When push comes to shove

Being raised in the Philippines as an American child makes for some very complicated situations. When I first started at a private school in Manila, my teachers viewed me as something of a novelty. My face was plastered on the school's ads as a draw for parents who wanted a more "cultured" environment, when in reality, there were only three white kids at the institution, while the remainder was predominantly Filipino. Having lighter skin also made me an easy target for bullies.

However, the bullying didn't start until I was in fourth grade. It was like someone had flipped a switch, activating my classmates' evil sides. People I used to sit with began to shut me out and refuse to talk to me, and oftentimes I was forced to stay in the classroom and eat my lunch there while everyone else went out to the cafeteria. I had become an outcast.

The bullying started to get worse in sixth grade. Whereas previously my peers had been content to simply ignore me, someone came up with the idea to begin mocking me. It started with the word "loser" being whispered in my direction when I passed by, and later progressed to being pushed into walls, insults delivered with extra venom (and occasionally a little spit), and being pushed around. I always did my best not to lose my temper, because every teacher and guidance counselor I had spoken to had told me, "Don't let them see that it bothers you, or they'll just keep doing it." I tried, I really did, but I couldn't stop myself from lashing out at one boy who decided that insulting me wasn't enough, and had directed his words at my mother. That's when it all began.

Freshman year of high school I was the outcast again, and as if that wasn't enough, they started to physically hurt me, too. One boy, whose name and face I will never forget, took it too far. He hated me with a burning passion, but for the life of me I couldn't figure out why. I was the type to stay out of people's way, but that never mattered to him. He would slam me into walls, grip my arms with bruising force, and trip me up whenever I came too close. He would sneer at me every time I saw him, and throw my things to the other side of the room, and on one particularly memorable occasion, he punched me in the stomach in front of a teacher.

At the time, I thought, This is it. This is when they'll finally notice what's happening to me, and they'll put a stop to it. But alas, that didn't happen. It was as if my teacher had looked right through me--it was as if I was never even there. It was the loneliest I had ever felt in my life.

From then on, I would go to school each morning dreading the day ahead. I kept quiet in class, avoided people as much as possible, and tried to ignore all the false rumors my classmates would spread about me. It got so bad that the summer after my sophomore year, I tried to take my own life twice, but each time I couldn't go through with it. I would sit on my bathroom floor with a dinner knife held to my wrist, poised right above the vein, and then my family's faces would start swirling around in my head, and I would stop. I refused to hurt the only people in the world who loved me.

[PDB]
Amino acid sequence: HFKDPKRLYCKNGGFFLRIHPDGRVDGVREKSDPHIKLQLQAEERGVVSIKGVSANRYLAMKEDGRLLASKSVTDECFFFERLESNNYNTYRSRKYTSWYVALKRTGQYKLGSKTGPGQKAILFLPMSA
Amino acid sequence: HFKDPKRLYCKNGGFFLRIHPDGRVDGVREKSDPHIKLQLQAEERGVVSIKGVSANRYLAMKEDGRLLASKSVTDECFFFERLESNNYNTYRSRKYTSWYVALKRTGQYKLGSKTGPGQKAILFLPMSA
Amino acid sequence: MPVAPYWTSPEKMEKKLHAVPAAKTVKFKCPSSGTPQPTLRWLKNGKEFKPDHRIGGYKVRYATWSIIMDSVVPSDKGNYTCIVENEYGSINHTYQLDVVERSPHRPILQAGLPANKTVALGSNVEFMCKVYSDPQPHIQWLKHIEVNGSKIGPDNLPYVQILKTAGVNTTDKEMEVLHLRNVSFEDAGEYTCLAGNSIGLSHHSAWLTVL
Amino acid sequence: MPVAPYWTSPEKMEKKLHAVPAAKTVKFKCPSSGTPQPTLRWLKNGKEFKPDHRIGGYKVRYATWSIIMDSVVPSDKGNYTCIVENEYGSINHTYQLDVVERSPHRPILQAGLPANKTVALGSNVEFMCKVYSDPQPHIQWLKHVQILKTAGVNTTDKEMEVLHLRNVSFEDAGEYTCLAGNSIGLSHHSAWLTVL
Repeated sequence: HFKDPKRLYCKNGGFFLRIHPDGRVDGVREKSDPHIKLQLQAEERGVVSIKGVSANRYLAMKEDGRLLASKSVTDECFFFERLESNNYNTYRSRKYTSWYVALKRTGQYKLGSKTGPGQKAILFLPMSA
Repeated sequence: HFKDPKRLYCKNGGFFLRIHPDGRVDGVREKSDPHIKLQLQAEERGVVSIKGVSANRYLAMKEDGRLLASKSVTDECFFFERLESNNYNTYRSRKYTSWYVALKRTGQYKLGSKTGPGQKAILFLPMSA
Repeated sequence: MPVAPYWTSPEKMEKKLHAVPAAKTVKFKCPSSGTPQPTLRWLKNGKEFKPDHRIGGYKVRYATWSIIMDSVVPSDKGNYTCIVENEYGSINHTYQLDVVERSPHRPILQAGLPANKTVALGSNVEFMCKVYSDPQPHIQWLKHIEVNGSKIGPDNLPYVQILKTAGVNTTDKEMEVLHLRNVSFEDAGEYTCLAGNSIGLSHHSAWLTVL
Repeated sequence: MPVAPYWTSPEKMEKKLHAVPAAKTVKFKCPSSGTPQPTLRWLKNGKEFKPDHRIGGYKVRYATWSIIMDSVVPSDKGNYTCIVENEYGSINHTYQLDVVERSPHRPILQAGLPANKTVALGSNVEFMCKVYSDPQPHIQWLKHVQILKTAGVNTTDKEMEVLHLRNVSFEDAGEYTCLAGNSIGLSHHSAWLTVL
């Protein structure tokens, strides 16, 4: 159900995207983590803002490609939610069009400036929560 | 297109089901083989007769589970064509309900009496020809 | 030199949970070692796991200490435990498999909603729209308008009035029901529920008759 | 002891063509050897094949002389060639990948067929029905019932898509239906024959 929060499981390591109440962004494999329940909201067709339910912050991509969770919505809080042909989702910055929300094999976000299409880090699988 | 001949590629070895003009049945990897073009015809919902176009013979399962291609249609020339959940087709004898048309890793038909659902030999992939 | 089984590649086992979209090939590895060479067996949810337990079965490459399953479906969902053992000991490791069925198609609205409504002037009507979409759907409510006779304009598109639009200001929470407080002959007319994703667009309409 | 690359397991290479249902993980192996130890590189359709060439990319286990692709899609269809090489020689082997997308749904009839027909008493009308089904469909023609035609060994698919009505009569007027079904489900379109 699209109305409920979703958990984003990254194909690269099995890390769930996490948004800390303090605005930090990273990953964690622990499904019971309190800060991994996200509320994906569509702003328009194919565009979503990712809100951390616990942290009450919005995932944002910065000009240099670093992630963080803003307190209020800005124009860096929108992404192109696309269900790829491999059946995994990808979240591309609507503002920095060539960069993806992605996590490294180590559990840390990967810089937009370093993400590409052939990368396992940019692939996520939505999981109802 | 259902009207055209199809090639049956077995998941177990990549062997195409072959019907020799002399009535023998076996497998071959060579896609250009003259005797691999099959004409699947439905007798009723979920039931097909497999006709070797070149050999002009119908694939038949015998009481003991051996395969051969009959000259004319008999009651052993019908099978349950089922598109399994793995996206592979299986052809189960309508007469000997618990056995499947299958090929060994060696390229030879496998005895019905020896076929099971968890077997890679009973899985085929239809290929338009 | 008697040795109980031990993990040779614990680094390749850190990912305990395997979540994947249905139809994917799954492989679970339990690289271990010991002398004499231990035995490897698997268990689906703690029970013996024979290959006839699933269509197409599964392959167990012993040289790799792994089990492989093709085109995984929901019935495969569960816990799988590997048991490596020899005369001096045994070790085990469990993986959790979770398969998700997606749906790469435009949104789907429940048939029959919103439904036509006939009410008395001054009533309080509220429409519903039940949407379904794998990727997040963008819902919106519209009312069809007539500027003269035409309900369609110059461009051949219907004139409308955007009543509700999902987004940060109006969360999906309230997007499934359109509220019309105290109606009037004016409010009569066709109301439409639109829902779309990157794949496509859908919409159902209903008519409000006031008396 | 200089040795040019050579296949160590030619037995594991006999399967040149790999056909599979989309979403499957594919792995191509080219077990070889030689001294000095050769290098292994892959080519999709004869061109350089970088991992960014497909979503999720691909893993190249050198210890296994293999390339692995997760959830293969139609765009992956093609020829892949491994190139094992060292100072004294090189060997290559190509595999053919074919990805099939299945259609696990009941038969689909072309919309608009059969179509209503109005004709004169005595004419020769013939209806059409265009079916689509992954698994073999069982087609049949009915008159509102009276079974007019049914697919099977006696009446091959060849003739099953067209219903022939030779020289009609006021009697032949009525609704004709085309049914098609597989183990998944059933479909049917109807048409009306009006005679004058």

Things got a little better after that. I went back to school armed to the teeth with witty remarks and sarcastic comments, and no matter what insult was tossed my way, I had a retort on the tip of my tongue. My bullies soon realized that their taunts weren't effective anymore, because I had realized just how childish and petty they were. I still never fit in with my classmates, but my situation changed when my mom got moved to a different country for her job.

The school I attended was fantastic. I was only there for a year and a half, but I have never felt so at home in a school as I felt there. Thanks to the commitment of the faculty and staff and a very strict anti-bullying policy, I was never harassed. It also helps that I was surrounded by Americans who understood what it was like to grow up in foreign countries, and I finally made friends.

To this day, I still have issues with confidence and trusting people, and it'll be a while before that changes, but I'm getting comfortable in my own skin now and I'm not afraid to speak my mind, so I've got that going for me. In the end, I think the most important thing about preventing bullying is having a strong support system in the school itself. Administrators are in a position to do something about what's happening, but oftentimes their efforts are lacking. If we can give them some initiative, we can stop someone else from experiencing what I and many others have experienced, and perhaps give that person an opportunity to be one's self without fear of being judged.

By writing some words below, you are showing your support and letting everyone know they're not alone.

Please check your e-mail for a link to activate your account.

Please check your e-mail for a link to activate your account.